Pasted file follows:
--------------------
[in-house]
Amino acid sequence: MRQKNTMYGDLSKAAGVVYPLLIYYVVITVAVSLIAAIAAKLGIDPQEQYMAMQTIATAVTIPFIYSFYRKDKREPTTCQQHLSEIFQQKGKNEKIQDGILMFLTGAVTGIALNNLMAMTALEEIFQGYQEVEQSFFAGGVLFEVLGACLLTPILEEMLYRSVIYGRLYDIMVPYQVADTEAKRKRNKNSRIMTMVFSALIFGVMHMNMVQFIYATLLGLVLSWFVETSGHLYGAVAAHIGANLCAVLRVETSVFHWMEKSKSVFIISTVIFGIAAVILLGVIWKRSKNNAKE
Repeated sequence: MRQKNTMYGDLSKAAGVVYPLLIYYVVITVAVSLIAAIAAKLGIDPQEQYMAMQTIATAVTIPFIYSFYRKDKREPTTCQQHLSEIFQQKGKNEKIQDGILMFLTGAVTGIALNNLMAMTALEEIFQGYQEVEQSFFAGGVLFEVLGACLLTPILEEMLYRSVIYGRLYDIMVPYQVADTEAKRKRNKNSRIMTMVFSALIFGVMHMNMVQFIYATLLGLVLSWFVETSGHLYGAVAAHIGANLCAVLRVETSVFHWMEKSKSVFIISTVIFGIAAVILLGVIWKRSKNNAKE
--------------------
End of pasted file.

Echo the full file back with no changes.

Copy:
[in-house]
Amino acid sequence: MRQKNTMYGDLSKAAGVVYPLLIYYVVITVAVSLIAAIAAKLGIDPQEQYMAMQTIATAVTIPFIYSFYRKDKREPTTCQQHLSEIFQQKGKNEKIQDGILMFLTGAVTGIALNNLMAMTALEEIFQGYQEVEQSFFAGGVLFEVLGACLLTPILEEMLYRSVIYGRLYDIMVPYQVADTEAKRKRNKNSRIMTMVFSALIFGVMHMNMVQFIYATLLGLVLSWFVETSGHLYGAVAAHIGANLCAVLRVETSVFHWMEKSKSVFIISTVIFGIAAVILLGVIWKRSKNNAKE
Repeated sequence: MRQKNTMYGDLSKAAGVVYPLLIYYVVITVAVSLIAAIAAKLGIDPQEQYMAMQTIATAVTIPFIYSFYRKDKREPTTCQQHLSEIFQQKGKNEKIQDGILMFLTGAVTGIALNNLMAMTALEEIFQGYQEVEQSFFAGGVLFEVLGACLLTPILEEMLYRSVIYGRLYDIMVPYQVADTEAKRKRNKNSRIMTMVFSALIFGVMHMNMVQFIYATLLGLVLSWFVETSGHLYGAVAAHIGANLCAVLRVETSVFHWMEKSKSVFIISTVIFGIAAVILLGVIWKRSKNNAKE